Wednesday, March 06, 2013

Mid-stream Media misses the point, Again.

The National Post's Jen Gerson got part of the story right, concluding that Alberta's Spend-Happy Progressive Party Premier Allison REDford needs to reign in government spending. Unfortunately she and the majority of the midstream media continue to miss the root of the problem, that Allison Redford is a Tory in name only.
From her election-night acceptance speech to the present day she has persistently referred to her party as the 'PROGRESSIVE conservatives' and has made clear her intention to make real that last-century fiction adopted by conservatives across the country.  That was when they made an oxymoron of their name by adding 'Progressive' to their name in an attempt to make their party more palatable to voters during socialism's unfortunate ascendancy into so-called respectability during the 20th Century.

The midstream media's role here is the same one we saw repeated over and over again in the last few decades: 

  1. mislabel spendthrift interventionist big-government politicians as 'Conservative'
  2. then blame 'Conservatives' and/or 'Conservative Ideology' when the shit hits the fan
It's not a conspiracy, it's merely an example of like-mindedness. Fake conservatives tend to get a pass from the fake-imparital media as the politicos conduct their social engineering experiments at your and my expense. Later,  when the experiments inevitably fail, the actual Liberals and socialist parties look more reasonable at election time.  Witness the electoral histories of B.C., Saskatchewan, Manitoba and Ontario.

Why then has Alberta stayed conservative for so long?  It has, but in name only. Premiers Lougheed, Getty, and Klein all proved to love big government spending. Yes, in spite of his early big cuts, even Ralph Klein.  Allison Redford has merely recognized that for a good socialist to get power in Alberta, you have to appear to be a conservative to the voters.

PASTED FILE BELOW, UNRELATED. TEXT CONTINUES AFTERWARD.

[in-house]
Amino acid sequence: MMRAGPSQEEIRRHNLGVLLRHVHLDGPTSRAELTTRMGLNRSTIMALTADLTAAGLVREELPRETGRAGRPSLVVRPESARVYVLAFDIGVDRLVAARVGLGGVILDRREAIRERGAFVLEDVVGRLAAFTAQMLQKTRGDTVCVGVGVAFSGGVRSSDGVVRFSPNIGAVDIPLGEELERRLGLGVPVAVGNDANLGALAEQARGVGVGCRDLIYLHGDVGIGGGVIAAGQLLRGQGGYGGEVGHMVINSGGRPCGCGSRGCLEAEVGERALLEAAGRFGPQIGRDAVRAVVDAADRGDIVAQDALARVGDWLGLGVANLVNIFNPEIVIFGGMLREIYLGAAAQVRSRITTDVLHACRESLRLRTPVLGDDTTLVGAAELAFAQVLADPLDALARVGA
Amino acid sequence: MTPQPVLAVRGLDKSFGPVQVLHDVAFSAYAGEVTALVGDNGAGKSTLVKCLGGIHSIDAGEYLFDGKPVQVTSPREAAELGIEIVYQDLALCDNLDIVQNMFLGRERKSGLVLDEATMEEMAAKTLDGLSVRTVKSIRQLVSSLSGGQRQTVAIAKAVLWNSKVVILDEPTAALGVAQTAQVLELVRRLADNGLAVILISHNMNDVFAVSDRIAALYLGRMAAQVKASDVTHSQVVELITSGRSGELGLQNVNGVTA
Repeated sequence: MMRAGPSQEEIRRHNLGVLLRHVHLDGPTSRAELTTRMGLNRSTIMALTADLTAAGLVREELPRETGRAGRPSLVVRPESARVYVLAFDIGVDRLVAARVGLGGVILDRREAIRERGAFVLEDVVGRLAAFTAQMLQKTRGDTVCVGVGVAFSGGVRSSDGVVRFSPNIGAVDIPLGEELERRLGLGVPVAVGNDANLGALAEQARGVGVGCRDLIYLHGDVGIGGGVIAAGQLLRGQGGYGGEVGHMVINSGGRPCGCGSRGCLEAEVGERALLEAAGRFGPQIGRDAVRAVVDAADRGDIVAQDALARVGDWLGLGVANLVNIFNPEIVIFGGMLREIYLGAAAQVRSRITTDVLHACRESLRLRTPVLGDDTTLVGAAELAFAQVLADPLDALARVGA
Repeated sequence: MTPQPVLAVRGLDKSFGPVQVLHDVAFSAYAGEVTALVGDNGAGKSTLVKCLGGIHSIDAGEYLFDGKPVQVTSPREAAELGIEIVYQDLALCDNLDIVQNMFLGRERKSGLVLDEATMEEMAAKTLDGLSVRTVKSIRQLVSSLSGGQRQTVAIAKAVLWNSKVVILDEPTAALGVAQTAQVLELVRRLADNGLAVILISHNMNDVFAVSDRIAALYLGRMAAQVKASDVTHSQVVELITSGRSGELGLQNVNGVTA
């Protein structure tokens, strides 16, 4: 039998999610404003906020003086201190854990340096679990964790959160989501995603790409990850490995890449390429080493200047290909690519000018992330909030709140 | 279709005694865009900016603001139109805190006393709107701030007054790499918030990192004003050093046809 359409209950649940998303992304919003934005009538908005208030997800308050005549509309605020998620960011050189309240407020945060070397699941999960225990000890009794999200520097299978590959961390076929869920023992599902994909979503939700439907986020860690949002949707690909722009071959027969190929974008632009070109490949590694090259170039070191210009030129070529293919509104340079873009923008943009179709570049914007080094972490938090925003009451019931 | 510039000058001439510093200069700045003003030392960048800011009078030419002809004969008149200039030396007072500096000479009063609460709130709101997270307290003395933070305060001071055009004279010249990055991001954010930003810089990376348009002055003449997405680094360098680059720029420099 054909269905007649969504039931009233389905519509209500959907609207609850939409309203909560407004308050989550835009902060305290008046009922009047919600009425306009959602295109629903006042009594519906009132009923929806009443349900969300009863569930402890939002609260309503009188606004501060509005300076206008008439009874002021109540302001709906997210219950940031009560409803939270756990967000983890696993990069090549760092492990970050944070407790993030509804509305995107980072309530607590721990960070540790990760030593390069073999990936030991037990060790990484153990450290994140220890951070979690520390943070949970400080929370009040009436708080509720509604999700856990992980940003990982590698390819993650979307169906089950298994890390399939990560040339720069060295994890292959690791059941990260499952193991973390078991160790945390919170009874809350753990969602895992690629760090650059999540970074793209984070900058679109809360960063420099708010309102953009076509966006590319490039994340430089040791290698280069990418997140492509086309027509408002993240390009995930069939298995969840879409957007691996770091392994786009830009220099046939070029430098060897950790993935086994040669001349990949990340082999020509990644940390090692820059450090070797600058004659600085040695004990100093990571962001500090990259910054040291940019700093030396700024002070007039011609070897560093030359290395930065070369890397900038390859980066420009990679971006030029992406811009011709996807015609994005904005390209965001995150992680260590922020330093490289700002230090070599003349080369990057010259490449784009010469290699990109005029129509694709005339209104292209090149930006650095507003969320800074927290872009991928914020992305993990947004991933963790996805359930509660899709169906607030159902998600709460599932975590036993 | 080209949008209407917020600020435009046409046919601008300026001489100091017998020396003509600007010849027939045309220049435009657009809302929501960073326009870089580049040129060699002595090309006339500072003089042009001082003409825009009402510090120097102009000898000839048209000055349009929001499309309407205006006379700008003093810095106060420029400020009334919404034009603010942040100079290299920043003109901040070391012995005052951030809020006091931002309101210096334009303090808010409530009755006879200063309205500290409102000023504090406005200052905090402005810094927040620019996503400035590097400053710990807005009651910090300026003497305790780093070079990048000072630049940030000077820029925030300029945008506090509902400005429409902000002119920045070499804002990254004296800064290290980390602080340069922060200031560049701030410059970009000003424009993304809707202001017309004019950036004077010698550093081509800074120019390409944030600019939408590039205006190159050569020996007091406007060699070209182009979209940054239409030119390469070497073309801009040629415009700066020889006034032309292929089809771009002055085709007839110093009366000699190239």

Conservatism is pretty simple. It just takes a little familiarity with math. Every dollar stolen from me by the taxman is a dollar less I can use to feed my family, and you can't increase government spending without getting the money from somebody.  Socialists all conveniently forget that if they raise taxes on the corporations that sell us the stuff we buy, the corporations always raise their prices and we pay for it anyway. This has happened everytime it's been done in the past. D'oh!

Make life better for people by reducing the size of the government we have to pay for, reduce it's  interference in our lives, and improve our lot in life by freeing up our spending power through lower taxes.  Only an idiot or a liar can't see the math. Yes, I see most socialists as liars or idiots.

That said, the National Post's Jen Gerson makes a good point that the mixed messages from the Ms Redford and her Finance Minister (we could try a sales tax, no we won't raise taxes, we're not going to reduce spending, we're looking at a 'hard-times' budget, etc...) can hardly reassure Albertans. Gerson's big failure here is either in failing to call a spade a spade, or in her inability to see Redford for the liar I expect she will prove herself to be.

Tuesday, February 05, 2013

Too Much of a Good Thing...


...isn't a good thing.

Now that I’m back in marketing after a twenty-two year hiatus I’m noticing newspaper ads again. Mostly because they’re proving to be a fine way for me to find businesses that would benefit from moving their advertising dollars out of a dying 17th century media and into the twenty-first.
One of our local papers had a sale on full page color ads, selling for $300 a pop what would normally cost over a thousand. Many local merchants thought that was such a great idea that they crowded like lemmings into this week’s weekly edition which had over 51 pages in a row of full color ads …and not much else.
Now how many consumers will want to read all that? Probably just the merchants who paid for them. I’ll wager the rest of you (if you’re a subscriber) will take one look and toss the entire thing into the trash.  That’s $16,000 of advertising money wasted.
I’ve always said advertising is supposed to stand out. I’ll be finding out this week how some of those merchants feel about being squeezed into the middle of 51 pages of ads.
I’ve also always said you get what you pay for.  But in this case I don’t think those merchants got their $300 money’s worth.